Alcestis, by Euripides - click to see full size image

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Alcestis is a tragedy play written by the ancient Greek playwright Euripides. It was first produced in 438 BC in the City Dionysia festival - a large festival in ancient Athens in honor of the god Dionysus, the central events of which were the theatrical performances of dramatic tragedies and comedies. Euripides won second prize in the competition of tragedies.

Events prior to the play include King Admetus being granted the privilege of living past his allotted time of death if he can find someone to take his place when Death comes to claim him. The Fates granted him this after being persuaded to do so by Apollo (who got them drunk). When his time comes and he still hasn't found anyone, his wife Alcestis steps in as she doesn't want her children to be left without a father. When Thanatos (Death) arrives, Apollo proposes that the death of Alcestis be postponed but Thanatos declines. Apollo leaves, prophesysing that Heracles will come and battle Death and save Alcestis.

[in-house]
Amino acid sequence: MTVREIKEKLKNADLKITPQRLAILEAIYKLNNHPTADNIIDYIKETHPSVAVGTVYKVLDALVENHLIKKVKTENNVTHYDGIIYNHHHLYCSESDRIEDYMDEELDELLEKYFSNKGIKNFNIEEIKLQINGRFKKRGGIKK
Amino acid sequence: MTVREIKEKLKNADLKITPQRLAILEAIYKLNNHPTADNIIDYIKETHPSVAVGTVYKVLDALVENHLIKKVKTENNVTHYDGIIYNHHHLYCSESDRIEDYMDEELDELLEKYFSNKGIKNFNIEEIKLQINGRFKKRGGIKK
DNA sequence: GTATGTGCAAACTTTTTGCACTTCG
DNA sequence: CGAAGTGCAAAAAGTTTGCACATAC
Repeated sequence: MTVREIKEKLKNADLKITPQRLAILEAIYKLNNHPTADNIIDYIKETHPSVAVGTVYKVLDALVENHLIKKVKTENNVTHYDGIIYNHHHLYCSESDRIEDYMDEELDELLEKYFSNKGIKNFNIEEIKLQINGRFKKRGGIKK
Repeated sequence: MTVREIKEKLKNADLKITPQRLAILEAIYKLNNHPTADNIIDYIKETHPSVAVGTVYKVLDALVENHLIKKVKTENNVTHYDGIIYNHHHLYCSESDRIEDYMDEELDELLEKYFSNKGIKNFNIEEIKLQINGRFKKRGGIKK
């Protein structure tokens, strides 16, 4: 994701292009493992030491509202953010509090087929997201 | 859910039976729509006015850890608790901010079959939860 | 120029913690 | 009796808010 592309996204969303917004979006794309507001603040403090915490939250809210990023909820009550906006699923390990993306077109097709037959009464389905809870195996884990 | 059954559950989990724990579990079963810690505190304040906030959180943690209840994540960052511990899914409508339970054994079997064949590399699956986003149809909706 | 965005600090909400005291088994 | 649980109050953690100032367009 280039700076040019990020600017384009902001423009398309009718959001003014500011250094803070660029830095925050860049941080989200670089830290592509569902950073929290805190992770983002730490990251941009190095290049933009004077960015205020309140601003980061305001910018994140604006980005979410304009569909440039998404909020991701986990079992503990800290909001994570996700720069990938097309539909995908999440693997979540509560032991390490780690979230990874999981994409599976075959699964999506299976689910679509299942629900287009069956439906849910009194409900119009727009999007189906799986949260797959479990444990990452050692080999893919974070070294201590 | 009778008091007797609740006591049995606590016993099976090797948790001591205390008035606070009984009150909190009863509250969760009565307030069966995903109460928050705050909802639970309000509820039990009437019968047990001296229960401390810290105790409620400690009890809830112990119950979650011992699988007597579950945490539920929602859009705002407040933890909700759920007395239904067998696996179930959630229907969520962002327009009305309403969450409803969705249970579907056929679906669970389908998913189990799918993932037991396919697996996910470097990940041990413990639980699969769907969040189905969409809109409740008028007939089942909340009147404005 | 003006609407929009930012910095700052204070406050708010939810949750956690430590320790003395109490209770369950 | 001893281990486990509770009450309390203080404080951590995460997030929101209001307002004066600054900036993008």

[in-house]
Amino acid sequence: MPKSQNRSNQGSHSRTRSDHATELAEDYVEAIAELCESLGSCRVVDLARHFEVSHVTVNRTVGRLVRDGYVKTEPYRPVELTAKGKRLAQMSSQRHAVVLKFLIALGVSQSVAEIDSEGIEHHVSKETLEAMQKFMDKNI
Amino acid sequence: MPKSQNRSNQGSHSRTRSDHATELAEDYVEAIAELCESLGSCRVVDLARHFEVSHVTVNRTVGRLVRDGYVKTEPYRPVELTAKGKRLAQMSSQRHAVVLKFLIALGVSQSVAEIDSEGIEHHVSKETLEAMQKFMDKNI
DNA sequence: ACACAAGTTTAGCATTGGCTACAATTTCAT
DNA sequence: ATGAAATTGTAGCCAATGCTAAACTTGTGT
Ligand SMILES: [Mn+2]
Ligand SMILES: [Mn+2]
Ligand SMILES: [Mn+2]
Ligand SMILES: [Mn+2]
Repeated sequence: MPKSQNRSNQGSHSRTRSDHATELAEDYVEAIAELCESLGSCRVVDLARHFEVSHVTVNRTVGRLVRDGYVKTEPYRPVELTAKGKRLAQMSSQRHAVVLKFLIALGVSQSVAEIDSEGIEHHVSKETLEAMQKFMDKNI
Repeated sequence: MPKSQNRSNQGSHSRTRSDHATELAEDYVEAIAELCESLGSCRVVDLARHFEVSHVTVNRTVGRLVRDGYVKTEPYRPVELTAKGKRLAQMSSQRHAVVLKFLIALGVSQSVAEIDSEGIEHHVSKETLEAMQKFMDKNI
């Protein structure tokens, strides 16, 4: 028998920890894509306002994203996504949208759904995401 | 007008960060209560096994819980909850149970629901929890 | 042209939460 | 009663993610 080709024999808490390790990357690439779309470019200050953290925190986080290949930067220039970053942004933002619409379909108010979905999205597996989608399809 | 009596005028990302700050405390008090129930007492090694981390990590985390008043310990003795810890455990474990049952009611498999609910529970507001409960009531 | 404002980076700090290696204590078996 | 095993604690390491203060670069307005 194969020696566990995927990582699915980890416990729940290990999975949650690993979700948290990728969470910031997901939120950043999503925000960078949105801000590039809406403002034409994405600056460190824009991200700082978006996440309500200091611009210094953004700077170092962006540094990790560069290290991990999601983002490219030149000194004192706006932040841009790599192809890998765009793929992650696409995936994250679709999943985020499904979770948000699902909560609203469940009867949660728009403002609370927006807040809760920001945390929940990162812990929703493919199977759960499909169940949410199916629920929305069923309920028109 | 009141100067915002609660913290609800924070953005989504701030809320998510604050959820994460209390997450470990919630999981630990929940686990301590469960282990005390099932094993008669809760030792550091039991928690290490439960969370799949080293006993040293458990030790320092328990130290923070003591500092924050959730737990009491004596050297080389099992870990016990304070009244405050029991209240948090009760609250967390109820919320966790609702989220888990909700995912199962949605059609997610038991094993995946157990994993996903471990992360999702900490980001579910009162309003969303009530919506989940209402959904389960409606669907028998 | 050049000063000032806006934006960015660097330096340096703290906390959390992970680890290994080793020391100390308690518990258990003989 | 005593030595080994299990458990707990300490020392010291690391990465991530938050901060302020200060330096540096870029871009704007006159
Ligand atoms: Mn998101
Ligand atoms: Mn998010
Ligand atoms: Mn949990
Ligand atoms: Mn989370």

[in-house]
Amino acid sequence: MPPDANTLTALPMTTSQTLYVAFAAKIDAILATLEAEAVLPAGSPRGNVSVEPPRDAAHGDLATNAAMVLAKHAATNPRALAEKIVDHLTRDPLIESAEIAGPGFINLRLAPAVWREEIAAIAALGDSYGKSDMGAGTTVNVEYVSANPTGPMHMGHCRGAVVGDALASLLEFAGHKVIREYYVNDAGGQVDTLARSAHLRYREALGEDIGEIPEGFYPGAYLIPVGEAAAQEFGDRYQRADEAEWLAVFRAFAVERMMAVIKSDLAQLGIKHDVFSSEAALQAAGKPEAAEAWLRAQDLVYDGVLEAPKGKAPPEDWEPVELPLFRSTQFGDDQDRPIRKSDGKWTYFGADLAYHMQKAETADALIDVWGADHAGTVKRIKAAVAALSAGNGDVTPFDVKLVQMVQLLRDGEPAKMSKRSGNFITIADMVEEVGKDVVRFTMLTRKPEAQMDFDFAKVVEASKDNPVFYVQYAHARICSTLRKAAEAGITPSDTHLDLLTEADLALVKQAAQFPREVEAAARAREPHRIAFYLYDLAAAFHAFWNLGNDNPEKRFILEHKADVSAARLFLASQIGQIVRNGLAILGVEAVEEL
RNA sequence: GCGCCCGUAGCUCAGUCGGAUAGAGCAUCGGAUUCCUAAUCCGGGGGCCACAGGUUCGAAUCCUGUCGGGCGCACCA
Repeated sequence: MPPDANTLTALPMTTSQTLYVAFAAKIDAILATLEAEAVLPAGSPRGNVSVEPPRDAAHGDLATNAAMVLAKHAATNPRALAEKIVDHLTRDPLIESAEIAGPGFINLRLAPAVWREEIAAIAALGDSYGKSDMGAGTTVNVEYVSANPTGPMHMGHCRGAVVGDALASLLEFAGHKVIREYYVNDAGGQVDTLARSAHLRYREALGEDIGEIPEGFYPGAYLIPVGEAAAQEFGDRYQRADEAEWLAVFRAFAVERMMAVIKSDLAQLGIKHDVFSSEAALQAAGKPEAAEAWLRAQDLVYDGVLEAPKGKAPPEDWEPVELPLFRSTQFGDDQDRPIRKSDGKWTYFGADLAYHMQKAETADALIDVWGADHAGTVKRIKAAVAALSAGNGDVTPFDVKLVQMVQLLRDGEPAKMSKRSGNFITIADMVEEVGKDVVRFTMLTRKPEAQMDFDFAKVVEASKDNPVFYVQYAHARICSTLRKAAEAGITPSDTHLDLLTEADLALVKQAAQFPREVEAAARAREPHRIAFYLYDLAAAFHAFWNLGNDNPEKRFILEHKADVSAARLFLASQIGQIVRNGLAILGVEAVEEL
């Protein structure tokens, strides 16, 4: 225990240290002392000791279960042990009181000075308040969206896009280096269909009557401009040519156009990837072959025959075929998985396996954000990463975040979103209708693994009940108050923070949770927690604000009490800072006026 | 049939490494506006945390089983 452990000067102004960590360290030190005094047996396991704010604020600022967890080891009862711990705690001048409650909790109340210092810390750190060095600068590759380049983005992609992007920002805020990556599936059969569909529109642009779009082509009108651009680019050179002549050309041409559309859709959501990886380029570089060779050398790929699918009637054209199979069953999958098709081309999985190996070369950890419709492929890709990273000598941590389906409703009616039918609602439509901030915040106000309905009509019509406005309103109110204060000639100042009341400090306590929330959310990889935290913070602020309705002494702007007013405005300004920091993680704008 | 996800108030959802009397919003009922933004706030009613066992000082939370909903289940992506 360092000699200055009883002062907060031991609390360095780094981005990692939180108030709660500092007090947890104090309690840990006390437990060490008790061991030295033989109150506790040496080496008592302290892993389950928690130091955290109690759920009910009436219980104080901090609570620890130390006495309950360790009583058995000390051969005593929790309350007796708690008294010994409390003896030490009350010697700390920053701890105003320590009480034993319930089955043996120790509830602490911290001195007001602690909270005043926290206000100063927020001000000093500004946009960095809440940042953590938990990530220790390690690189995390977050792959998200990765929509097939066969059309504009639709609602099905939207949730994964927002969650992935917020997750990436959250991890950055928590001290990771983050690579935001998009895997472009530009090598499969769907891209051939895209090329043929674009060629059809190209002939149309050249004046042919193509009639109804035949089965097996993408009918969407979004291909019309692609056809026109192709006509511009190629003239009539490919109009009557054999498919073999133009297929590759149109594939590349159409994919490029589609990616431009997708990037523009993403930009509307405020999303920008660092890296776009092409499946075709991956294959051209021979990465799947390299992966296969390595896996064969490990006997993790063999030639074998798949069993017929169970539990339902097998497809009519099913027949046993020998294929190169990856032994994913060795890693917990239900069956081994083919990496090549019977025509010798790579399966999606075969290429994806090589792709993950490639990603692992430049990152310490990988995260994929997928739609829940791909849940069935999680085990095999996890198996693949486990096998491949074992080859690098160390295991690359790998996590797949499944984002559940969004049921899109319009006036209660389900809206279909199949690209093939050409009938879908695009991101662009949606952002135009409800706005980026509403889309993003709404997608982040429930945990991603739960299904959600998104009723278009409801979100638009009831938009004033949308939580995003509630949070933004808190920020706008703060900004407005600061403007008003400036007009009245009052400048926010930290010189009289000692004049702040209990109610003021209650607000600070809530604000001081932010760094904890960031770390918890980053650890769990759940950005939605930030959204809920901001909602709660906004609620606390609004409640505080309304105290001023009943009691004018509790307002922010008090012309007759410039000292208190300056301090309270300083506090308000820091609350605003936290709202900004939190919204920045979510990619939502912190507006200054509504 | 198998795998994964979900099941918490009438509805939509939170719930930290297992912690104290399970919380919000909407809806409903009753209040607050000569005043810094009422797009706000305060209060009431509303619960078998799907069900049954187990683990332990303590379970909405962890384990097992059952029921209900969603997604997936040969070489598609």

Part of the Encyclopaedia Britannica’s Great Books of the Western World set.

This book has 14,345 words, and 26 pages in the PDF version. This translation by Gilbert Murray was first published in 1915.

Production notes: This ebook of Alcestis was published by Global Grey on the 12th July 2018, and updated on the 6th December 2022. The artwork used for the cover is 'Hercules Wrestling with Death for the Body of Alcestis' by Frederic Lord Leighton.

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